Know everything you need to know about the Indian Armed Forces

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New Delhi: The armed forces of India are known as the Indian Armed Forces. It consists of the Indian Army, Indian Navy and Indian Air Force, the main uniformed forces. The Central Armed Police Force, the Assam Rifles, the Indian Coast Guard, the Special Border Force, and several inter-service commands and organizations, including the Strategic Forces Command, the Andaman and Nicobar Command, and the Integrated Defense Command, all support Indian militants. Forces.

Indian Army

The main and land branch of the Indian Armed Forces is the Indian Army. The Commander-in-Chief of the Indian Army is the President of the country. The Chief of Army Staff (COAS), a four-star general, is its overall leader. Two officers received the rank of field marshal, a five-star rank, which is considered a great honor. The forces of the East India Company and the princely states, which were merged into the national army at independence, were the forerunners of the Indian Army, which later evolved into the British Indian Army.

Indian Army

The forces of the East India Company and the princely states, which were merged into the national army at independence, were the forerunners of the Indian Army, which later evolved into the British Indian Army. The troops and regiments of the Indian Army have a rich history and have participated in numerous battles and campaigns around the world, receiving numerous combat and theater honors both before and after independence.

Lt Gen AAK Niazi, Commander of Pakistan’s Eastern Command signs the handover document under the gaze of Lt Gen JS Aurora.

The army has fought four conflicts with the neighboring nation of Pakistan and one with China. Operation Vijay, Operation Meghdoot and Operation Cactus are some of the other major operations of the army. The army has actively participated in a number of UN peacekeeping missions, including Cyprus, Lebanon, Congo, Angola, Cambodia, Vietnam, Namibia, El Salvador, Liberia, Mozambique, South Sudan and Somalia. It also carried out major peacetime exercises such as Operation Brasstacks and Exercise Shoorveer.

Indian Navy

The naval division of the Indian Armed Forces is known as the Indian Navy. The Supreme Commander of the Indian Navy is the President of the country. The Navy is headed by a four-star admiral called the Chief of the Naval Staff. As a blue-water navy, it frequently conducts anti-piracy operations and cooperates with other warships in the area. It operates extensively in the Persian Gulf region, the Horn of Africa and the Straits of Malacca. In addition, it is often deployed for two to three months in the western Mediterranean, the South and East China Seas, and the Sea of ​​Japan.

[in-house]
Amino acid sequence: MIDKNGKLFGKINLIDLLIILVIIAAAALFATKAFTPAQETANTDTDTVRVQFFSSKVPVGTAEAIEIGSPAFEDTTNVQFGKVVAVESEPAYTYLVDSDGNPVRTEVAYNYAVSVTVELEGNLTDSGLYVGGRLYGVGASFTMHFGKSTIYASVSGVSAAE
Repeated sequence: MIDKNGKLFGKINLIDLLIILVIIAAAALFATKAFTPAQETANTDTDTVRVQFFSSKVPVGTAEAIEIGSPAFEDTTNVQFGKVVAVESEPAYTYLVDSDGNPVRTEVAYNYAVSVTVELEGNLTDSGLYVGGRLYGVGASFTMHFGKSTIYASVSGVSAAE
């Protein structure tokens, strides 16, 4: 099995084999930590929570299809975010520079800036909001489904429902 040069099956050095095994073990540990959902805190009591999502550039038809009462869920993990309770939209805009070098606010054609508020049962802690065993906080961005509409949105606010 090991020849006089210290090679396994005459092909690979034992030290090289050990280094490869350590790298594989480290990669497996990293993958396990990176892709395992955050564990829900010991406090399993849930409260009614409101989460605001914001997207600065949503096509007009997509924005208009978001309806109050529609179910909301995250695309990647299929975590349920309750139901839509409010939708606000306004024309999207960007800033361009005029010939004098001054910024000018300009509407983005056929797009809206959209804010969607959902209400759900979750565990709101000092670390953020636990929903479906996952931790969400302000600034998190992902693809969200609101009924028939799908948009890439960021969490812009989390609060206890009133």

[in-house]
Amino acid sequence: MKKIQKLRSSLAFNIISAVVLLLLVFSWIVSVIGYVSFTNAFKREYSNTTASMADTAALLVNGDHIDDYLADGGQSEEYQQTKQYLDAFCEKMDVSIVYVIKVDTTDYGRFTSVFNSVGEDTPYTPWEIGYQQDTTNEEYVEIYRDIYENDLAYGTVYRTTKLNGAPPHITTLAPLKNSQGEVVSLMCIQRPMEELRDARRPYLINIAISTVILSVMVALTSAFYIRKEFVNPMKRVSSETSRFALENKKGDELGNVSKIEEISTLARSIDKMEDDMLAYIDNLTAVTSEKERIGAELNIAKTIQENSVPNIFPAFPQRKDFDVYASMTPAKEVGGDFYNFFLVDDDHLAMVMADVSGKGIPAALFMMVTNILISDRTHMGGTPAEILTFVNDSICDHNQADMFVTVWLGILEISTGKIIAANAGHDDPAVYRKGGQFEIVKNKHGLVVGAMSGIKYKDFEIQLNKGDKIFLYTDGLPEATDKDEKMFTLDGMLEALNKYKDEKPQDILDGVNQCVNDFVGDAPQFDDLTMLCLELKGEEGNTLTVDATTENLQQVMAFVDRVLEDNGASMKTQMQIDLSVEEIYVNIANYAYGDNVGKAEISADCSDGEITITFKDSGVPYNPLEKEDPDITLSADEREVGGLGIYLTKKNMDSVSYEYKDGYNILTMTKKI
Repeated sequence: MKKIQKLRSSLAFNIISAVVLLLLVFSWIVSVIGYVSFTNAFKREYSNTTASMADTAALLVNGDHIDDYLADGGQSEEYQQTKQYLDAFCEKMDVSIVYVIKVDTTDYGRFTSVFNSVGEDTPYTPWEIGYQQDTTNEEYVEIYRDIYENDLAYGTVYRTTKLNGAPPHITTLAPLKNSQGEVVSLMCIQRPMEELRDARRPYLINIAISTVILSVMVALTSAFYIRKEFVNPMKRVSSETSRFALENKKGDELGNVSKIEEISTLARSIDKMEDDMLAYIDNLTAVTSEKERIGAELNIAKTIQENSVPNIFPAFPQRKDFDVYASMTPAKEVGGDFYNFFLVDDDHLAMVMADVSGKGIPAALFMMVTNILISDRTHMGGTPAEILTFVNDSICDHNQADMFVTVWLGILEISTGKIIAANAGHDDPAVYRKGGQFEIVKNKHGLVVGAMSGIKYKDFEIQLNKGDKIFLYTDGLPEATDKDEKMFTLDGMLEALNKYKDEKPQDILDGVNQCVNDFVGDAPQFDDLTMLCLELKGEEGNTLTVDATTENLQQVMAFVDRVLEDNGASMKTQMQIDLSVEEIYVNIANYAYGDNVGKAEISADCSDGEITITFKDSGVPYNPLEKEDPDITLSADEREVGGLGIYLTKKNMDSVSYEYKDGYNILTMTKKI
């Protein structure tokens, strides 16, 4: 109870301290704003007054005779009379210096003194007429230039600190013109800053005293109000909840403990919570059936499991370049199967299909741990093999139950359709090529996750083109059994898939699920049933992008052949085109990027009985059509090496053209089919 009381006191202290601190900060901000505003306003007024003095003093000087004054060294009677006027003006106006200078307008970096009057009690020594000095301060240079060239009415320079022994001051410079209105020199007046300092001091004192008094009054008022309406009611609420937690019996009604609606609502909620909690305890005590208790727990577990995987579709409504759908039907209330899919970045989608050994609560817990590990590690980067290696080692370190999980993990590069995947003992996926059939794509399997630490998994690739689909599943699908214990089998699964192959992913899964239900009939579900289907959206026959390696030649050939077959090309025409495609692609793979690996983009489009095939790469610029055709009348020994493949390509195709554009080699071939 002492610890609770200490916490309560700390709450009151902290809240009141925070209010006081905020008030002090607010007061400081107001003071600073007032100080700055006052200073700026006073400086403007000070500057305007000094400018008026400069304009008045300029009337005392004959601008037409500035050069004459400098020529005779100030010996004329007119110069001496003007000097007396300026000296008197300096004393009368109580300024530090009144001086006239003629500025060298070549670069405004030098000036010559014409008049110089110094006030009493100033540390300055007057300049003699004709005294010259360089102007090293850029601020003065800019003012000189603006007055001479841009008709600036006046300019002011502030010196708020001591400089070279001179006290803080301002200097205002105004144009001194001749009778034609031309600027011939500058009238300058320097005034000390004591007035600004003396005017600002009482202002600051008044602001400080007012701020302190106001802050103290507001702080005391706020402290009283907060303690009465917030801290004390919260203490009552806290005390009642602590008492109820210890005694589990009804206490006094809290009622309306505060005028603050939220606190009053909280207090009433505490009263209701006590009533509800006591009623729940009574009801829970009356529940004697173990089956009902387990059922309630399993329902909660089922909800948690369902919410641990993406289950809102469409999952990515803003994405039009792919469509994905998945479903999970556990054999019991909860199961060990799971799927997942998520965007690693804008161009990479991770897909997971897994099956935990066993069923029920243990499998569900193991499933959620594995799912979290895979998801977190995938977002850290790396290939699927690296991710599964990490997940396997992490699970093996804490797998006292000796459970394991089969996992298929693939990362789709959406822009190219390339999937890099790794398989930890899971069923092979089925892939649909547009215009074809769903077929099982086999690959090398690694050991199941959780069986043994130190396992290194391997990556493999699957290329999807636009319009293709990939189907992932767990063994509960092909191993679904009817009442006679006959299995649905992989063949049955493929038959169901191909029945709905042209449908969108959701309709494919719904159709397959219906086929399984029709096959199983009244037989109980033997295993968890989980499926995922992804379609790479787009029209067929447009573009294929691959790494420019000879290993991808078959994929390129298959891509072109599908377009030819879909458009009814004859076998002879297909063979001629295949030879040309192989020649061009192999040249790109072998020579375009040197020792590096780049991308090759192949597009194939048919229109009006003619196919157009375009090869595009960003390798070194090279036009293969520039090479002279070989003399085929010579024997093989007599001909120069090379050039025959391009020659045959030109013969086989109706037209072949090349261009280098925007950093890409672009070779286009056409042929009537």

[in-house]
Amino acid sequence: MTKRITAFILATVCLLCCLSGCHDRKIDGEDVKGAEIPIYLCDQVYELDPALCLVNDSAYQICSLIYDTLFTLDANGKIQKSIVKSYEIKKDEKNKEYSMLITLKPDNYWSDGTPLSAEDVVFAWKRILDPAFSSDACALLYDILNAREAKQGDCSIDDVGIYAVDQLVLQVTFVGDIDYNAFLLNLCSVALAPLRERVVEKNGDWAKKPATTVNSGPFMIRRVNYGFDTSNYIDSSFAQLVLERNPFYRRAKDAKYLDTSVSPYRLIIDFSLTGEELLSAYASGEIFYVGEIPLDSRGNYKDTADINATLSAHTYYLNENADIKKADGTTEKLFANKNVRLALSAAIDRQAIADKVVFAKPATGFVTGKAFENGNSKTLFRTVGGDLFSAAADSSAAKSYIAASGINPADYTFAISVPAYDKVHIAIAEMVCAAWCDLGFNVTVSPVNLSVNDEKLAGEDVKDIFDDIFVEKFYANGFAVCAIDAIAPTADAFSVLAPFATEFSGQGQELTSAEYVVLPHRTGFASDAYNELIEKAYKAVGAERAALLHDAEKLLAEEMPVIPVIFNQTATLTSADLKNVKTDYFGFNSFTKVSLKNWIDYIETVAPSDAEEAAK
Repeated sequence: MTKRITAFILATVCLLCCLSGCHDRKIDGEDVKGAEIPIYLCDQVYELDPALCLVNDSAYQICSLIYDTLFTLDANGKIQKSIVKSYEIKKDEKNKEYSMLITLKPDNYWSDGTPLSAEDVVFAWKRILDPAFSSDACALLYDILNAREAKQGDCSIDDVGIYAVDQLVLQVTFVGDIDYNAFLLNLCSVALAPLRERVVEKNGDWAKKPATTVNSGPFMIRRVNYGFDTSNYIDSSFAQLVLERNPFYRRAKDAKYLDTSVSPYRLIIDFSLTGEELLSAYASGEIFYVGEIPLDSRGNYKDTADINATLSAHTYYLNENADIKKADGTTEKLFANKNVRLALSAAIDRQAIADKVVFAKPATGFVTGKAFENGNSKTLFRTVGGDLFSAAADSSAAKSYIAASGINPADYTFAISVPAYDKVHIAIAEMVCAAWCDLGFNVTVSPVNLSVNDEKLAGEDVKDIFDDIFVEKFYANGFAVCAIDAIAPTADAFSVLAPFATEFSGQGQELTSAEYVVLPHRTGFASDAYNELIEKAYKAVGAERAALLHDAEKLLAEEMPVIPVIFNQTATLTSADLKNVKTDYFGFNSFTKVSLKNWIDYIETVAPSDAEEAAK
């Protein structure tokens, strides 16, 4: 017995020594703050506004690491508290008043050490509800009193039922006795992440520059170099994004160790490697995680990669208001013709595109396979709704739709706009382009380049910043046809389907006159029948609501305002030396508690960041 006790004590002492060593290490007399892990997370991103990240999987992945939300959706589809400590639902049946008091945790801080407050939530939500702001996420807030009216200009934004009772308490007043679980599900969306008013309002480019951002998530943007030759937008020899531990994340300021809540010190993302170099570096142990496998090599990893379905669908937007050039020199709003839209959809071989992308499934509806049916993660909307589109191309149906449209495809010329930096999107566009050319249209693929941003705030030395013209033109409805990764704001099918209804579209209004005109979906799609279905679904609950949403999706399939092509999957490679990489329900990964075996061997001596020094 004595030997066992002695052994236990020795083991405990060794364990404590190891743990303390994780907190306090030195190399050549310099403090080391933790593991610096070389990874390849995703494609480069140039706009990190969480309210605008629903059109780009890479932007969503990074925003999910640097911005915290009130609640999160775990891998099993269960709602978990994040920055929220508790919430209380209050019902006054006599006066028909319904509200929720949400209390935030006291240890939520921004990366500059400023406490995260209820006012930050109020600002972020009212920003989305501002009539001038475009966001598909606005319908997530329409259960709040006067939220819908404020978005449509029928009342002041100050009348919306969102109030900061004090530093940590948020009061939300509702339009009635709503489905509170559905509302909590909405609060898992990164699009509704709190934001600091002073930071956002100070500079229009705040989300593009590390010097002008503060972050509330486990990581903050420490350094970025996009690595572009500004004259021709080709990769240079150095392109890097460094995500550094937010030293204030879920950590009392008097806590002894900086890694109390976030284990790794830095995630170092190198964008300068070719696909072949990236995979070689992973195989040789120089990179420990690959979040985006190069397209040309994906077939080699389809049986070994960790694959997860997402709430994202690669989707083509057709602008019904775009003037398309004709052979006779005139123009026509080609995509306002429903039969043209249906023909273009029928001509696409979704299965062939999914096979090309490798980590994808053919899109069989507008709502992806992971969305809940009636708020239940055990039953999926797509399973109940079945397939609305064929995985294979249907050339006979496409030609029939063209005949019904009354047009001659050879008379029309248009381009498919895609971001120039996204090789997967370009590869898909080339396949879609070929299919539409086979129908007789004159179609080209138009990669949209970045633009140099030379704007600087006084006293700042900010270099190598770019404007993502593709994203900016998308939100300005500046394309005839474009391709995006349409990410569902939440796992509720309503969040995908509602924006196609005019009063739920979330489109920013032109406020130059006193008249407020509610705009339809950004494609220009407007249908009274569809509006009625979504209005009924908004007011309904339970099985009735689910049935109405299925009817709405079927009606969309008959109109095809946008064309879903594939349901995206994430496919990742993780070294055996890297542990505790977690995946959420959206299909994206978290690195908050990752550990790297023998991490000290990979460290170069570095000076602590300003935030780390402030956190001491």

Indian Navy

The main purpose of the navy is to protect the country’s maritime borders. Along with other Union armed forces, it seeks to thwart or repel threats or aggression against Indian territory, citizens or maritime interests, whether in war or peace. The Indian Navy maintains bilateral relations with nations through cooperative exercises, goodwill tours and humanitarian missions, including disaster relief.

Indian Air Force

The air wing of the Indian Armed Forces is known as the Indian Air Force (IAF). Its personnel and aircraft inventory ranks third among all air forces worldwide. Its main responsibilities include conducting aerial combat during armed conflicts and protecting Indian airspace. It was officially established on 8 October 1932 as the Air Force Auxiliary of the British Empire. It bore the Royal prefix in recognition of India’s aviation involvement in World War II. The Royal Indian Air Force continued to operate under the Dominion of India designation after India gained independence from the United Kingdom in 1947. The Royal prefix was dropped when the country switched to a republican system in 1950.

Indian Air Force

The IAF has fought four battles with neighboring Pakistan since 1950. Operation Vijay, Operation Meghdoot, Operation Cactus and Operation Poomalai are some of the major operations of the IAF. The IAF has also participated in UN peacekeeping operations.

Indian Coast Guard

India’s territorial waters, which include its contiguous zone and exclusive economic zone, are under the jurisdiction of the Indian Coast Guard (ICG). It is a maritime law enforcement and search and rescue organization. The Indian Coast Guard was formally established on 1 February 1977 under the Coast Guard Act 1978 of the Parliament of India. This falls under the jurisdiction of the Ministry of Defence.

Indian Coast Guard

The Indian Navy, the Ministry of Fisheries, the Ministry of Revenue (Customs), and the central and state police forces all work closely with the Coast Guard.



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